Consider the shape of layers in the chart. The “1-Timers” (red) are the largest. Over time, “1-Timers” graduate into higher layers as they make additional contributions, but we have a healthy number of new individuals taking their place. What is interesting is the “10-29 Timer” layer. These individuals have made significant contributions to CMG, and the size of this layer is reasonably consistent since 2000 (about 20%). And finally, you can see the chart topped by the 30+ N-Timers; these are the same individuals listed in the previous Top-10 list—the frosting on our layer cake.

Next, we look at where the contributors come from. The following chart shows the total number of individual USA and international contributions for each year. Note the increase in international contributions (red bars). It’s clear that CMG’s international flavor is increasing.

To get a better understanding of the breadth of CMG’s international community, the following chart shows the number of individual contributions per country (excluding the USA). Countries are listed in descending contribution order, which means that Canada and India had the most contributions.

To get a better understanding of the breadth of CMG’s international community, the following chart shows the number of individual contributions per country (excluding the USA). Countries are listed in descending contribution order, which means that Canada and India had the most contributions.

The top three contributing countries are Canada, India and England (listed first in the legend). It’s remarkable to see the wide range of countries represented. This chart highlights the international participation in CMG.

Finally, we’ll look at recent contributions from the last 10 years starting in 2008. The reason for doing this is that recent activity should serve as a future predictor.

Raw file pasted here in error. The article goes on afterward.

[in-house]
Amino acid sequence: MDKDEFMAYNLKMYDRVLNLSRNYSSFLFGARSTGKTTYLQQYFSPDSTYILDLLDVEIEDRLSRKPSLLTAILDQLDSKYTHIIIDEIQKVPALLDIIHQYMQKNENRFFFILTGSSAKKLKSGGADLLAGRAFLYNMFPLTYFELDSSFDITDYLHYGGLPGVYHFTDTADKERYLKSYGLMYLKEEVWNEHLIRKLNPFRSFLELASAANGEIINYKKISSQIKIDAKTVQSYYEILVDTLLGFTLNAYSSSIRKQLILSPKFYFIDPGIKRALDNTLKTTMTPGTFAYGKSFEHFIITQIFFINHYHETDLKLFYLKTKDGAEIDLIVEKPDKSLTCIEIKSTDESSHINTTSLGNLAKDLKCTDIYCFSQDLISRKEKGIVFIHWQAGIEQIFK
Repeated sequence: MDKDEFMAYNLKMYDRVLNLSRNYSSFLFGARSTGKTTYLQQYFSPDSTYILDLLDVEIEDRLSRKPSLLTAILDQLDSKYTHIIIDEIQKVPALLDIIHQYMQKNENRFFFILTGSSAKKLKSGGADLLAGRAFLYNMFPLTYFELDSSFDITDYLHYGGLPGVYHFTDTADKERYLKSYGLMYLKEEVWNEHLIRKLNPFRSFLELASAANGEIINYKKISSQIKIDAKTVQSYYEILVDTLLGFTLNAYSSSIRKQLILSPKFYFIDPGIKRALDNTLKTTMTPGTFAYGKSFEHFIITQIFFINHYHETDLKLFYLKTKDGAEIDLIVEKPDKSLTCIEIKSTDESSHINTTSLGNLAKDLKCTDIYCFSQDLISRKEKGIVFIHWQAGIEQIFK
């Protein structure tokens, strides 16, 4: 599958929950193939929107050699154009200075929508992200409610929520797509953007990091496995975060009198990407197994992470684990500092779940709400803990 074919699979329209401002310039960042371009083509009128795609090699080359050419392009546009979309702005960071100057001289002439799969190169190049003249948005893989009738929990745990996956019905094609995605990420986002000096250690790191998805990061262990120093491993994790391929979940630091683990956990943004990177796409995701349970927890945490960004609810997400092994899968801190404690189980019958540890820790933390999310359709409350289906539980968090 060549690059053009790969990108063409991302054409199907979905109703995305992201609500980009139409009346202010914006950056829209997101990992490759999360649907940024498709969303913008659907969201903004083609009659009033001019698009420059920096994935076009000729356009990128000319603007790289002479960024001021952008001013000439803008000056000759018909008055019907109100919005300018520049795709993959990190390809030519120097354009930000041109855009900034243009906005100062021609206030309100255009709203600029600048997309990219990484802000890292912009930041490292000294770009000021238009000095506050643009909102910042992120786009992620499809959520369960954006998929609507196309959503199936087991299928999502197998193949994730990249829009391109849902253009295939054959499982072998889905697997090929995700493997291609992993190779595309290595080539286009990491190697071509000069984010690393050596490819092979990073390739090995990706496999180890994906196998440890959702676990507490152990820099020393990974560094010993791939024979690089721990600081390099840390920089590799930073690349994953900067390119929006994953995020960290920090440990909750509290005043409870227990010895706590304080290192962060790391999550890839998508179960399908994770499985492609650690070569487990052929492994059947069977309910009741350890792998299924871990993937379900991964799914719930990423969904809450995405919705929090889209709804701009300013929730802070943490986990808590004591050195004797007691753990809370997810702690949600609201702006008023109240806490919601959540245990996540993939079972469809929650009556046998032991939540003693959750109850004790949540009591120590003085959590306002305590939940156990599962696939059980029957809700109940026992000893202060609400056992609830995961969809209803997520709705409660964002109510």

Since 2008 we’ve had:

  • Total of 730 papers/presentations, an average of 73 paper/presentations per year
  • 556 individual contributors
  • Total of 1,048 individual contributions; 732 from the USA and 316 international

The chart below shows three individual contributor counts: USA, international, and a 1-time contributor.

Since 2010, the individual contribution count has been fairly steady (approximately 100 per year) with about 30% from international sources. Also, look at the “1-Time Contributor” line. These are the individual contributors that only had a single contribution during the last 10 years. Since 2010, that count averages about 33. The question for us: how do we get these 1-timers to return?

Our last bit of digging is to look at the Top 10 individual contributors for the same 10-year period. It’s interesting and encouraging to note that two of our recent Top 10 contributors—Menascé and Salsburg—are also in the overall Top 10 List. This table shows that there is a new and growing generation of CMG contributors.

Individual Contributor Contribution Count
2008 – Present
Glenn Anderson 22
Alexander Podelko 14
Daniel A. Menascé (*) 14
Denise Kalm 14
Michael Salsburg (*) 14
Peter Johnson 13
Richard Gimarc 13
Gilbert Houtekamer 11
Manoj Nambiar 11
Scott Chapman 10

What have we learned?

CMG is clearly an international organization with contributors from the USA and 34 other countries. A large number of individuals have helped build CMG’s reputation and success: over 2,500 individual contributors and over 5,400 total contributions.

Restricting our view to the last 10 years we’ve had over 500 individual contributors who are credited with over 1,000 contributions. These numbers have been relatively steady since 2010. We also saw that there were several 1-time contributors. We need to find a way to encourage these individuals to return to CMG—think about the advantage of compound versus simple interest.

CMG’s success is due to contributions from the CMG community. This was true during CMG’s formative years and is still true today. As an organization, we need to find ways to recognize, encourage, energize and expand our community of CMG contributors.

And finally, I’m reminded of Charlton Heston’s iconic line in the 1973 movie, Solyent Green, “It’s people. Soylent Green is made out of people!” For us “It’s people. CMG is made out of people!”